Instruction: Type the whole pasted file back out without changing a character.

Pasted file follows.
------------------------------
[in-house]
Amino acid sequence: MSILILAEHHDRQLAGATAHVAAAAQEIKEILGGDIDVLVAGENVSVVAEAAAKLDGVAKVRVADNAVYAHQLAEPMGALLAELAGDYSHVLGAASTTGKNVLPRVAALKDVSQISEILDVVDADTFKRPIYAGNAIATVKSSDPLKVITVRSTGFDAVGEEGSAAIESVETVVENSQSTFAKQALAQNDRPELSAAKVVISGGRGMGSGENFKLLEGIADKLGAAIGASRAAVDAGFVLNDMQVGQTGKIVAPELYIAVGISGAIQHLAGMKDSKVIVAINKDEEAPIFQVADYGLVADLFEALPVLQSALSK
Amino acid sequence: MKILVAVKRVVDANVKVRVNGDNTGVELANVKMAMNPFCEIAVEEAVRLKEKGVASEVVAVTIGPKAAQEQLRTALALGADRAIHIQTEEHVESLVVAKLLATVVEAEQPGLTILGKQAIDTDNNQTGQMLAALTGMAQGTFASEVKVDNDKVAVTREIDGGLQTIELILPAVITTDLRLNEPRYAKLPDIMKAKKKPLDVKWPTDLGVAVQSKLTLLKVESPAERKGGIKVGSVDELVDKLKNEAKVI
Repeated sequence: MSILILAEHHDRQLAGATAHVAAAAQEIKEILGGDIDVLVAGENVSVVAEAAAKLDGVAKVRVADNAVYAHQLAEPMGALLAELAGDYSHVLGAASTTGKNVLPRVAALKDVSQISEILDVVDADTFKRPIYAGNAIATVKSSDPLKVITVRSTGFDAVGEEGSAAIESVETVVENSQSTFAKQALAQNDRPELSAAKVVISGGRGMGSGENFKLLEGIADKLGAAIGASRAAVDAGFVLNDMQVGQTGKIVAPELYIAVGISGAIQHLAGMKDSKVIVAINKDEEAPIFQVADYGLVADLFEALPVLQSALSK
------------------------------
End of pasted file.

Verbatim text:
[in-house]
Amino acid sequence: MSILILAEHHDRQLAGATAHVAAAAQEIKEILGGDIDVLVAGENVSVVAEAAAKLDGVAKVRVADNAVYAHQLAEPMGALLAELAGDYSHVLGAASTTGKNVLPRVAALKDVSQISEILDVVDADTFKRPIYAGNAIATVKSSDPLKVITVRSTGFDAVGEEGSAAIESVETVVENSQSTFAKQALAQNDRPELSAAKVVISGGRGMGSGENFKLLEGIADKLGAAIGASRAAVDAGFVLNDMQVGQTGKIVAPELYIAVGISGAIQHLAGMKDSKVIVAINKDEEAPIFQVADYGLVADLFEALPVLQSALSK
Amino acid sequence: MKILVAVKRVVDANVKVRVNGDNTGVELANVKMAMNPFCEIAVEEAVRLKEKGVASEVVAVTIGPKAAQEQLRTALALGADRAIHIQTEEHVESLVVAKLLATVVEAEQPGLTILGKQAIDTDNNQTGQMLAALTGMAQGTFASEVKVDNDKVAVTREIDGGLQTIELILPAVITTDLRLNEPRYAKLPDIMKAKKKPLDVKWPTDLGVAVQSKLTLLKVESPAERKGGIKVGSVDELVDKLKNEAKVI
Repeated sequence: MSILILAEHHDRQLAGATAHVAAAAQEIKEILGGDIDVLVAGENVSVVAEAAAKLDGVAKVRVADNAVYAHQLAEPMGALLAELAGDYSHVLGAASTTGKNVLPRVAALKDVSQISEILDVVDADTFKRPIYAGNAIATVKSSDPLKVITVRSTGFDAVGEEGSAAIESVETVVENSQSTFAKQALAQNDRPELSAAKVVISGGRGMGSGENFKLLEGIADKLGAAIGASRAAVDAGFVLNDMQVGQTGKIVAPELYIAVGISGAIQHLAGMKDSKVIVAINKDEEAPIFQVADYGLVADLFEALPVLQSALSK